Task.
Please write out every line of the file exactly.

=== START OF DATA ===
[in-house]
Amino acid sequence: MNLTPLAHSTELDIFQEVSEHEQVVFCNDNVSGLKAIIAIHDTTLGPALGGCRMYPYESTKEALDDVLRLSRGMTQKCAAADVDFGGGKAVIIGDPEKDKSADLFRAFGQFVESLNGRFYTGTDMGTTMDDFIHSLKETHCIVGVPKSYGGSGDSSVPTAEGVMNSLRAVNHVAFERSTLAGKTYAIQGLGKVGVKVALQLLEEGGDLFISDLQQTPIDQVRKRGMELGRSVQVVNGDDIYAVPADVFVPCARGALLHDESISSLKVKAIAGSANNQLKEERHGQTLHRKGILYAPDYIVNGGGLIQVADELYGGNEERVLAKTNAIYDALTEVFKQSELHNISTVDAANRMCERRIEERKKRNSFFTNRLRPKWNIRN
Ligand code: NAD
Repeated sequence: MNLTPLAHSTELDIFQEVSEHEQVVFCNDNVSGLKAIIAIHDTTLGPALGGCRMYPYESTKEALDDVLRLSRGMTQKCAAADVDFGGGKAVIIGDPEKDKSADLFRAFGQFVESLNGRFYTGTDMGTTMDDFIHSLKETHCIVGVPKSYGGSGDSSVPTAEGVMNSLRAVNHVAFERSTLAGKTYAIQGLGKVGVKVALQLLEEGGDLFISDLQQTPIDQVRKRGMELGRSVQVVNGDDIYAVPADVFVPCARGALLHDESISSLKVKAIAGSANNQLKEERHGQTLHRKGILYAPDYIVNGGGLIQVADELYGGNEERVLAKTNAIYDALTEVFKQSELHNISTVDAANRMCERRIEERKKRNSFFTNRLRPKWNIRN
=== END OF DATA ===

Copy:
[in-house]
Amino acid sequence: MNLTPLAHSTELDIFQEVSEHEQVVFCNDNVSGLKAIIAIHDTTLGPALGGCRMYPYESTKEALDDVLRLSRGMTQKCAAADVDFGGGKAVIIGDPEKDKSADLFRAFGQFVESLNGRFYTGTDMGTTMDDFIHSLKETHCIVGVPKSYGGSGDSSVPTAEGVMNSLRAVNHVAFERSTLAGKTYAIQGLGKVGVKVALQLLEEGGDLFISDLQQTPIDQVRKRGMELGRSVQVVNGDDIYAVPADVFVPCARGALLHDESISSLKVKAIAGSANNQLKEERHGQTLHRKGILYAPDYIVNGGGLIQVADELYGGNEERVLAKTNAIYDALTEVFKQSELHNISTVDAANRMCERRIEERKKRNSFFTNRLRPKWNIRN
Ligand code: NAD
Repeated sequence: MNLTPLAHSTELDIFQEVSEHEQVVFCNDNVSGLKAIIAIHDTTLGPALGGCRMYPYESTKEALDDVLRLSRGMTQKCAAADVDFGGGKAVIIGDPEKDKSADLFRAFGQFVESLNGRFYTGTDMGTTMDDFIHSLKETHCIVGVPKSYGGSGDSSVPTAEGVMNSLRAVNHVAFERSTLAGKTYAIQGLGKVGVKVALQLLEEGGDLFISDLQQTPIDQVRKRGMELGRSVQVVNGDDIYAVPADVFVPCARGALLHDESISSLKVKAIAGSANNQLKEERHGQTLHRKGILYAPDYIVNGGGLIQVADELYGGNEERVLAKTNAIYDALTEVFKQSELHNISTVDAANRMCERRIEERKKRNSFFTNRLRPKWNIRN